CHURCH OF THE HOLY ANNUNCIATION EVANGELISMOS CHURCH SOHE 2008
Statement of Significance
Last updated on - June 2, 1999
What is significant?
The Church of the Holy Annunciation was built by N Longstaff in 1901 to a design by noted architects Inskip & Butler. The design is drawn from French and German Medieval sources and presents a simple brick and terracotta design. The Church of the Holy Annunciation comprises a nave, three semi-circular apses and a later side porch added in 1936. The roof is of terracotta tiles. The addition of round forms and subtle textures through rusticated brickwork and basalt columns on the semi-circular apse add articulation to the design. The omission of the central tower with octagonal drum and large onion dome, as well as smaller onion domes to each of the four corners and the simplification of the entrance porch are all changes from the original scheme. The Greek Orthodox faith is clearly represented by the Greek Cross set in the clover-profiled gable.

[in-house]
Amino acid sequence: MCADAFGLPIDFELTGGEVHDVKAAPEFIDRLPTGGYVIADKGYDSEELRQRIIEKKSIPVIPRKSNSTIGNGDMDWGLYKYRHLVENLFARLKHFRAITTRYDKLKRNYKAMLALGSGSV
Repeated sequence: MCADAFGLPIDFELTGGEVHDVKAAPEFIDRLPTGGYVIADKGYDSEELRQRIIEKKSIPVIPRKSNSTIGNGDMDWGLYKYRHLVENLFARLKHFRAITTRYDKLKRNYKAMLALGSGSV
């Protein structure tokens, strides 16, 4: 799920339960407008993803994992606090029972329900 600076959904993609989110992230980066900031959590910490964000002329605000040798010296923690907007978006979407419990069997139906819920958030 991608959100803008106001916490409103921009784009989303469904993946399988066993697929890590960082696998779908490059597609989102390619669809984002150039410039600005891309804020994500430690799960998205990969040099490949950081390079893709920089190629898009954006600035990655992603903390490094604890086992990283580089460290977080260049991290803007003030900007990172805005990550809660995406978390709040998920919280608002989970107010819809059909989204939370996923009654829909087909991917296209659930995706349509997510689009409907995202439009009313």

How is it significant?
The Church of the Holy Annunciation is of architectural and historical significance to the State of Victoria.
Why is it significant?
The Church of the Holy Annunciation is of architectural significance for its association with the architects Inskip and Butler. They were especially well known for their ecclesiastical work and Butler was renowned for his use of Medieval and Picturesque forms and was associated with William Morris.
The triple apse motif at the east end and the unusual brickwork of the surmounting gable are distinctive architectural elements in a design that, unusually for the State of Victoria, draws on French and German medieval sources.
The Church of the Holy Annunciation is of historical significance as the first purpose-built Greek Orthodox Church in Victoria and for its long and continuous association with the Greek community in Melbourne.